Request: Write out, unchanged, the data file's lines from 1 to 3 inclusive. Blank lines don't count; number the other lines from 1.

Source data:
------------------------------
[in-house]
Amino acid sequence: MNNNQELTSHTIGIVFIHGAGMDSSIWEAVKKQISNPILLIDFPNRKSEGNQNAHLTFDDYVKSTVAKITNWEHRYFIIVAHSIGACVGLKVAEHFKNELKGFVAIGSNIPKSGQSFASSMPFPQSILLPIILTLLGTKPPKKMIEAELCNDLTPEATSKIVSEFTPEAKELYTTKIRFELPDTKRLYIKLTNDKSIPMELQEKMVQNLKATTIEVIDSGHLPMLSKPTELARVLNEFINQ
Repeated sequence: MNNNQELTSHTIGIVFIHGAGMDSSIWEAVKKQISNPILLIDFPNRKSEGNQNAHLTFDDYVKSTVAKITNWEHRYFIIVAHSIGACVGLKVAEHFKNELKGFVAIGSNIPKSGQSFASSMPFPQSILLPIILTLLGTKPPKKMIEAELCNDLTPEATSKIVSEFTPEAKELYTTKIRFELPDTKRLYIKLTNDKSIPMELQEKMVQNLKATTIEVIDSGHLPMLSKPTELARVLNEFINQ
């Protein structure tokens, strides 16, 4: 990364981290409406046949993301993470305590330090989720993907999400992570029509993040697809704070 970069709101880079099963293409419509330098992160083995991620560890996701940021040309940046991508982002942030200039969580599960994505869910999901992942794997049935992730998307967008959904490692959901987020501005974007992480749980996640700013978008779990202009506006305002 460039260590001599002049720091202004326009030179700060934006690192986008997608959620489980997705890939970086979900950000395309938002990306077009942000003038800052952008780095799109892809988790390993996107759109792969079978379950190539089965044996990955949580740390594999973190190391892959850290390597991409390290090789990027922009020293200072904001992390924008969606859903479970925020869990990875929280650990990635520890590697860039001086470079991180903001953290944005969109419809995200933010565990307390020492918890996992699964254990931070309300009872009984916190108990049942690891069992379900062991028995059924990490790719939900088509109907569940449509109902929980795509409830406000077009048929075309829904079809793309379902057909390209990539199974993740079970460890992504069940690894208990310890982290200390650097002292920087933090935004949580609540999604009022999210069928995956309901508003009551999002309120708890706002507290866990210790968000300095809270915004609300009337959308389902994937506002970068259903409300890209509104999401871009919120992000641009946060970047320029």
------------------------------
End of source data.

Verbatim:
[in-house]
Amino acid sequence: MNNNQELTSHTIGIVFIHGAGMDSSIWEAVKKQISNPILLIDFPNRKSEGNQNAHLTFDDYVKSTVAKITNWEHRYFIIVAHSIGACVGLKVAEHFKNELKGFVAIGSNIPKSGQSFASSMPFPQSILLPIILTLLGTKPPKKMIEAELCNDLTPEATSKIVSEFTPEAKELYTTKIRFELPDTKRLYIKLTNDKSIPMELQEKMVQNLKATTIEVIDSGHLPMLSKPTELARVLNEFINQ
Repeated sequence: MNNNQELTSHTIGIVFIHGAGMDSSIWEAVKKQISNPILLIDFPNRKSEGNQNAHLTFDDYVKSTVAKITNWEHRYFIIVAHSIGACVGLKVAEHFKNELKGFVAIGSNIPKSGQSFASSMPFPQSILLPIILTLLGTKPPKKMIEAELCNDLTPEATSKIVSEFTPEAKELYTTKIRFELPDTKRLYIKLTNDKSIPMELQEKMVQNLKATTIEVIDSGHLPMLSKPTELARVLNEFINQ